Even over 160 years ago, the United States did not want foreign immigrants residing in the country loyal to a foreign government.
The Mexicans who, in the territories aforesaid, shall not preserve the character of citizens of the Mexican Republic, conformably with what is stipulated in the preceding article, shall be incorporated into the Union of the United States. and be admitted at the proper time (to be judged of by the Congress of the United States) to the enjoyment of all the rights of citizens of the United States, according to the principles of the Constitution; and in the mean time, shall be maintained and protected in the free enjoyment of their liberty and property, and secured in the free exercise of their religion without restriction.
Immigration was seamless and lawful under this treaty. Same as today, Mexicans still do not have the right to emigrate where and as they please without the express permission of a neighboring foreign nation. Let's repeat the treaty's line: "and be admitted at the proper time (to be judged of by the Congress of the United States)."

The United States dictates its border policies, not social justice movements or victimization mythologies.  This interpretation of citizenship under this treaty is still enforce today, yet Mexicans and Mexican-Americans view their immigration status as a fluid "human right" fallacy that disrespects other people and other nations. 

All this information and Mexico's cessation of lands was reaffirmed in the Gadsden Purchase Treaty. A treaty Santa Ana signed because he ran his country into the ground and needed the money. That is fact.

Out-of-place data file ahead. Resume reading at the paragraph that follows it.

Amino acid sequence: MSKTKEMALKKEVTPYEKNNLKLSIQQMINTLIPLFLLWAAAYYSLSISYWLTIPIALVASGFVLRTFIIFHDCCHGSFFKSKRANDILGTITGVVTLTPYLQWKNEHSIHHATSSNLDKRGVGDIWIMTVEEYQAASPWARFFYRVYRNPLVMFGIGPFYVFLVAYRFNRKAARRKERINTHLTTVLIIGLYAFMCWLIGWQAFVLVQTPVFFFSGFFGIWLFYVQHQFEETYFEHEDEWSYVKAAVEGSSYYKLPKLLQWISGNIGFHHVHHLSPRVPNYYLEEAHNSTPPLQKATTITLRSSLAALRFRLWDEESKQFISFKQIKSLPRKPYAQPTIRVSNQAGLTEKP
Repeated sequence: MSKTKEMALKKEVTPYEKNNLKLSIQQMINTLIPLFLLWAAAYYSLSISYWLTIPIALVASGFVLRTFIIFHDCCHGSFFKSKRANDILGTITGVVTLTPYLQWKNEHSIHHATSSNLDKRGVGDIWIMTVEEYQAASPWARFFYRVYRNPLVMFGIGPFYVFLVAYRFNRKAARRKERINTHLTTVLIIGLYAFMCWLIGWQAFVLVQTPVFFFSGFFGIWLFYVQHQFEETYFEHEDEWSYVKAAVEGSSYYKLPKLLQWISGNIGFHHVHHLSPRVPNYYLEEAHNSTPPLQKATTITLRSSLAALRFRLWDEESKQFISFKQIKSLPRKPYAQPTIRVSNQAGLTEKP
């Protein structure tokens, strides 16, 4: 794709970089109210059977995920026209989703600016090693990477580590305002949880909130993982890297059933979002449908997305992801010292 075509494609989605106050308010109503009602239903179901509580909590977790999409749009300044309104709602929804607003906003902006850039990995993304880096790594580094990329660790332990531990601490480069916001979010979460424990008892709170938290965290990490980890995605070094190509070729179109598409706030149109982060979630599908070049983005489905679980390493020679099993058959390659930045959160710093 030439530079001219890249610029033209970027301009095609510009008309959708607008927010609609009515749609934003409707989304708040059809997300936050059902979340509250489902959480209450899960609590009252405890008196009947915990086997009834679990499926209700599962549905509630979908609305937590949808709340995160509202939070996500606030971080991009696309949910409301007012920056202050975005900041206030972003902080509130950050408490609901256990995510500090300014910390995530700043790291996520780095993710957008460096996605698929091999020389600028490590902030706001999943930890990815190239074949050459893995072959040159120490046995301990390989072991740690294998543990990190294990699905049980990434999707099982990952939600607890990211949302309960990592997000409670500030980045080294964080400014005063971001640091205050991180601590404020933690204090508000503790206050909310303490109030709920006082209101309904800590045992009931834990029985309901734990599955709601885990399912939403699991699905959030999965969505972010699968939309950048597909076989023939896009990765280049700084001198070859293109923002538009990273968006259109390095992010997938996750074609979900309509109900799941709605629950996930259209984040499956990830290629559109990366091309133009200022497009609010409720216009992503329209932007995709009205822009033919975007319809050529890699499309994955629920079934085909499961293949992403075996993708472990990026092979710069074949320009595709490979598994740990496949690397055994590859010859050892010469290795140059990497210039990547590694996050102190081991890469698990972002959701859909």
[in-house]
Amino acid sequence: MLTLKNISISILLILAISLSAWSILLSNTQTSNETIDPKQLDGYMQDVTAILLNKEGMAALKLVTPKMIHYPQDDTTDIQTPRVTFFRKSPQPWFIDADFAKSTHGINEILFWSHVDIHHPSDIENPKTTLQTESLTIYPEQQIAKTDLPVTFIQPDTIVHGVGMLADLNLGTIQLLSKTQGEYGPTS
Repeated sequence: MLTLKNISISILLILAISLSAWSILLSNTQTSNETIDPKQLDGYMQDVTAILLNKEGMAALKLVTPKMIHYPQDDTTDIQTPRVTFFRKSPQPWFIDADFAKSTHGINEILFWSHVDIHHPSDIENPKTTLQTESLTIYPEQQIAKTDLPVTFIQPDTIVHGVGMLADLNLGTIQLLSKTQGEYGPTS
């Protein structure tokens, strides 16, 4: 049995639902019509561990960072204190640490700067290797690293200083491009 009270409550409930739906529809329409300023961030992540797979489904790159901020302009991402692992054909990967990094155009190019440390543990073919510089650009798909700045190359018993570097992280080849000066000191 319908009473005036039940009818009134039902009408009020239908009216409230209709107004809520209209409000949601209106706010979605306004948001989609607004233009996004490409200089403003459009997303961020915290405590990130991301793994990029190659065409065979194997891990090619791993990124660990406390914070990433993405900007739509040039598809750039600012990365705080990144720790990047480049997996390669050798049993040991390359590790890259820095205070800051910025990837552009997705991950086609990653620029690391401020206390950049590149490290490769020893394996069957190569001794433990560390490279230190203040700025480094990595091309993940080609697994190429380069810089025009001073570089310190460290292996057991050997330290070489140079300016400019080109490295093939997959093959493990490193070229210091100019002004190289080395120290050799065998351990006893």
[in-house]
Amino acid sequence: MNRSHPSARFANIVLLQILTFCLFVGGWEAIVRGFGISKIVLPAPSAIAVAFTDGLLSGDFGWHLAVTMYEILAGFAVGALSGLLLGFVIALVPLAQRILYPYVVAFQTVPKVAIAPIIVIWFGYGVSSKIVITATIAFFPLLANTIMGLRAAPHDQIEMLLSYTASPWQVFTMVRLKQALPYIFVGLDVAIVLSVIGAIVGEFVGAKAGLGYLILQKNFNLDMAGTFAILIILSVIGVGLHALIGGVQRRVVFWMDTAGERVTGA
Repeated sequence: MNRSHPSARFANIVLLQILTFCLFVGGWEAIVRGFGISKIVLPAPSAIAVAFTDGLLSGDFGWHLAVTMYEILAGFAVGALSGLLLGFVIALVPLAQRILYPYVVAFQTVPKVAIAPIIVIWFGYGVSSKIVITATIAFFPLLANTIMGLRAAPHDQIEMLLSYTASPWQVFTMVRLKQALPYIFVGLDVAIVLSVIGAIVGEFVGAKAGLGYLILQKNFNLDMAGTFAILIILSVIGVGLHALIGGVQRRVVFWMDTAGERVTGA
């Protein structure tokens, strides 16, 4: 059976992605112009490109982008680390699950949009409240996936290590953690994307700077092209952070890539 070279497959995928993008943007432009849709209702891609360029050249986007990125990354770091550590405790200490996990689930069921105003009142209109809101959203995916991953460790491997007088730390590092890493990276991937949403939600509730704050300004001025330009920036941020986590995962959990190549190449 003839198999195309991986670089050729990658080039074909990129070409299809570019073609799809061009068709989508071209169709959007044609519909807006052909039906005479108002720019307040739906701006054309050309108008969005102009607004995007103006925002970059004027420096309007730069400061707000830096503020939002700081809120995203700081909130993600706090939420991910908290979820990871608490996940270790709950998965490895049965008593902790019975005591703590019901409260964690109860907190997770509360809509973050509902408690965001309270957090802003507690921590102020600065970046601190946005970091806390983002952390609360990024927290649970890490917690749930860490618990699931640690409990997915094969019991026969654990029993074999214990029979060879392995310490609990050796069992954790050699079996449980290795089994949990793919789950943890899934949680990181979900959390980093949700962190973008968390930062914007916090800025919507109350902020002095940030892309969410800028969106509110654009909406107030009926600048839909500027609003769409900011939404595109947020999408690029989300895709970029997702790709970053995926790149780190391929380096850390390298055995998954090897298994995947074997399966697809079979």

If you would like more history factoids, please see our links and sources.

The United State's immigration laws and policies are not at fault in this matter only the "interpretation" of a bygone mythology that seeks to undermine treaties and relations between two neighboring countries.

The onslaught of Hispanic and Latin American influx defies the treaties already set with Mexico. A border fence would help stem the tide of illegal immigration into the United States. Yet a former Mexican President predicts any activities to protect American citizens from human and sex trafficking, violent gangs, and the illicit drug trade as well as illegal immigration is in Vicente Fox's summation: "would lead to a war with Mexico."

Election politics aside, the former Mexican President stated: “He is ugly America,” Fox continued, arguing Trump’s policies could lead to war. “He is the hated gringo because he’s attacking all of us. He’s offending all of us.”

Isn't invading a neighboring nation with over 30 million illegal immigrants over the decades an attack on a neighboring nation?  Isn't this aggressive behavior an act of war in and upon itself, Mr. Fox? During your time as the President of Mexico you oversaw this invasion first hand, wouldn't that suggest that you have already personally declared war on the United States?

Since the middle part of the 19th Century Mexico has fostered a mythology and now a social justice cause that promotes the disrespect of national boundaries, it encourages the illegal immigration of not only its own people but peoples from Latin America. Shouldn't these acts against American interests and sovereignty be considered acts of war since these acts void the intent of the aforementioned treaties to establish boundaries and enumerate conditions of respect as well as define American citizenship to be the right of our Congress to stipulate?

Mr. Fox should tread on this subject with more respect to Americans who are tired of unskilled, uneducated, and uninformed individuals transgressing our sovereign territory like no national boundaries exist for the implementation of an aggressive action against the United States government and its People to fulfill a defunct and illegitimate ideology comprising the hate-filled mythological Aztlan. 

What's more offensive? Being called thieves and liars? Being overrun by illegal immigrants who believe a racist mythology? Or, being told that our national sovereignty is an act of war?


Sources: History Channel, Mayomo, Buzzfeed, Movimiento Estudiantil Chican@ de Aztlan (MEChA),